Monday, July 19, 2004
By PAUL CAMPOS
SCRIPPS HOWARD NEWS SERVICE
In the wake of Dick Cheney's use on the Senate floor of what Rudyard Kipling described as the favorite noun, verb and adjective of the British soldier, we've been treated to a fresh wave of stories decrying the loss of civility in politics.
"We've become two warring nations," says independent pollster John Zogby. "The same incivility we have been experiencing within Washington in the last decade has spread out across the nation."
Drake University political scientist Dennis Goldford agrees: "The discourse is distinctly nastier," he says. "People are seeing each other not as political partisans, but as enemies."
New York Times columnist Nicholas Kristof laments this situation, while adopting the precise tone of elite liberal condescension that drives conservatives crazy: "It wasn't surprising when the right foamed at the mouth during the Clinton years, for conservatives," he informs us, "have always been quick to detect evil empires. But liberals love subtlety and describe the world in a palette of grays -- yet many have now dropped all nuance about [President Bush]."
Actually, if one considers the worldview of the typical member of the Democratic or Republican base, what's amazing is that political discourse is as polite as it is. I'm not talking about fringe types who think Hillary Clinton murdered Vince Foster, or that the Bush administration has already captured Osama bin Laden: I'm referring to the sort of people who vote in primaries and attend the occasional fund-raiser.
The people who make up the Democratic base believe much or all of the following: The Republican party is controlled by rich white men who will do almost anything to protect their own power and privilege, including making alliances with millions of know-nothing fundamentalist yahoos, who would like nothing better than to install their particularly lurid brand of Christianity as the de facto state religion.
According to this view, the average conservative is a closet racist who hates immigrants, gays, nonsubservient women, and anybody else who doesn't want to roll back the clock to at least 1955. The Iraq war is a cynical fraud, perpetrated by a cabal of opportunists who stole the 2000 presidential election, and who are manipulating the subliterate frat boy who currently occupies the Oval Office.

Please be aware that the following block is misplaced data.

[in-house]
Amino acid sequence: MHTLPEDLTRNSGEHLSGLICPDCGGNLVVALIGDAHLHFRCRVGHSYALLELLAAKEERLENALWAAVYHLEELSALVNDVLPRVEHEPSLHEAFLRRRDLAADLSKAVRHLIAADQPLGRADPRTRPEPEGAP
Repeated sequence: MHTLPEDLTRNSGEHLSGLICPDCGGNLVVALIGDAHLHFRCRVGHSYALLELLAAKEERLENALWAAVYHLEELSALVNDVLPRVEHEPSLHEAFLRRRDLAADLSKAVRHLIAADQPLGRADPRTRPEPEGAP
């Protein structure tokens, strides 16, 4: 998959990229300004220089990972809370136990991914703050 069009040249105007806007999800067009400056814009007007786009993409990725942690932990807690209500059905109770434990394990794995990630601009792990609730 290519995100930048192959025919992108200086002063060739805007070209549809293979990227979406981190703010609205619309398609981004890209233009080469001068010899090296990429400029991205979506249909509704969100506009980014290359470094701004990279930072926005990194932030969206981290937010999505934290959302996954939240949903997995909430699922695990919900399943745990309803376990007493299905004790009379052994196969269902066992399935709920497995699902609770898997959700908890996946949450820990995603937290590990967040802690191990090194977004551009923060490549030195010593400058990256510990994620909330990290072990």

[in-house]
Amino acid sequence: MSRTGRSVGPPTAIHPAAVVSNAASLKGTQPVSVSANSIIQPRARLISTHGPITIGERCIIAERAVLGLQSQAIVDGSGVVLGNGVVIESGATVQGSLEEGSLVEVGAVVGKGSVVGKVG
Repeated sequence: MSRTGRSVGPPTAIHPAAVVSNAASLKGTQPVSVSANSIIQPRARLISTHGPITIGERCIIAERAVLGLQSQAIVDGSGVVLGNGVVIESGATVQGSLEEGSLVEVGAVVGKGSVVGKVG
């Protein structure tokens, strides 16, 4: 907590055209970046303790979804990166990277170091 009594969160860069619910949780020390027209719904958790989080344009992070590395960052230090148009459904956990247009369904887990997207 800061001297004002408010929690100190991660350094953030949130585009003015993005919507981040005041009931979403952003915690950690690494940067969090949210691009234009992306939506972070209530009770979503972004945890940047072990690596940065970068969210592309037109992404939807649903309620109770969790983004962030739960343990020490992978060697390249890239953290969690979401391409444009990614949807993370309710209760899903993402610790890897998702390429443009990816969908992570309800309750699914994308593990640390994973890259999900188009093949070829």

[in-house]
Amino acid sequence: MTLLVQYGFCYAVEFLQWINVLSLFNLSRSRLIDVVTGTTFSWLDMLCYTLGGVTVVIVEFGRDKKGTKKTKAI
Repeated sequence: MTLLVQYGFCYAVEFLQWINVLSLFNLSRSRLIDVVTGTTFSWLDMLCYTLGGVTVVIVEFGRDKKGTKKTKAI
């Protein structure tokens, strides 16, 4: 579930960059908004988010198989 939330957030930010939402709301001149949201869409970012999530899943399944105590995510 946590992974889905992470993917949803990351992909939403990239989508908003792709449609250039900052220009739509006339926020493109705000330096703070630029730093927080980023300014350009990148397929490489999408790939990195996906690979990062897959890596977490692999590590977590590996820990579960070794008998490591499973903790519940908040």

The other side
The Republican base sees things a bit differently. On this view, the average liberal is an amoral atheist who believes all values are relative, and whose main recreations are promiscuous sex, illegal drugs and hating America. Liberals favor killing unborn children whenever it's convenient to do so, and using other peoples' money to advance their pet causes, which include destroying Western civilization by undermining its basic institutions, such as marriage and the family.
Liberals, by this account, hate God because his word reminds them they are wrong. They oppose the Iraq war because they automatically despise all things American, and nothing is more American than using military might to vanquish evildoers, so that liberty and justice may spread around the world.
The foregoing may sound like a parody, but anyone who has much contact with the most politically active people -- our "engaged" citizens -- can attest that they are quite likely to subscribe to something resembling one of these two views.
Under such conditions, we should be grateful that the politically engaged among us usually limit themselves to screaming at one another on talk radio programs, or to ranting on message boards in the comfortable anonymity of cyberspace.
A truly civil political discourse would require cultivating a different sort of worldview: the kind of view that loves subtlety and describes the world in a palette of grays and that recognizes all views are worthy of respectful consideration, especially this one.
XPaul Campos is a law professor at the University of Colorado.